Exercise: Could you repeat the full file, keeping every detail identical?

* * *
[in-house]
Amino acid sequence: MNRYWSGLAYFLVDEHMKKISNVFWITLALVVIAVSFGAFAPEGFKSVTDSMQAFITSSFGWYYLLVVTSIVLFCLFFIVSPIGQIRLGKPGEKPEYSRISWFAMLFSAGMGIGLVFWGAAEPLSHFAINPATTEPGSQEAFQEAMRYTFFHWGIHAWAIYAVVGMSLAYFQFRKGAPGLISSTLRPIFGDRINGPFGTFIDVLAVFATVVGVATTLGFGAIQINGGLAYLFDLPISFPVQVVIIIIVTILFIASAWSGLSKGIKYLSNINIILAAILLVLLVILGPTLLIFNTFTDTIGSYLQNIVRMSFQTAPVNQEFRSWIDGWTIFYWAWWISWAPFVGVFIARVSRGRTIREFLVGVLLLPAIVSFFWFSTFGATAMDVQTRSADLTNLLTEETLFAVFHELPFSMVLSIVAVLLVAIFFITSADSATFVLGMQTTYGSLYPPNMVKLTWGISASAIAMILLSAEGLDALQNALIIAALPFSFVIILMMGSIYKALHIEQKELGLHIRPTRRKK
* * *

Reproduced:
[in-house]
Amino acid sequence: MNRYWSGLAYFLVDEHMKKISNVFWITLALVVIAVSFGAFAPEGFKSVTDSMQAFITSSFGWYYLLVVTSIVLFCLFFIVSPIGQIRLGKPGEKPEYSRISWFAMLFSAGMGIGLVFWGAAEPLSHFAINPATTEPGSQEAFQEAMRYTFFHWGIHAWAIYAVVGMSLAYFQFRKGAPGLISSTLRPIFGDRINGPFGTFIDVLAVFATVVGVATTLGFGAIQINGGLAYLFDLPISFPVQVVIIIIVTILFIASAWSGLSKGIKYLSNINIILAAILLVLLVILGPTLLIFNTFTDTIGSYLQNIVRMSFQTAPVNQEFRSWIDGWTIFYWAWWISWAPFVGVFIARVSRGRTIREFLVGVLLLPAIVSFFWFSTFGATAMDVQTRSADLTNLLTEETLFAVFHELPFSMVLSIVAVLLVAIFFITSADSATFVLGMQTTYGSLYPPNMVKLTWGISASAIAMILLSAEGLDALQNALIIAALPFSFVIILMMGSIYKALHIEQKELGLHIRPTRRKK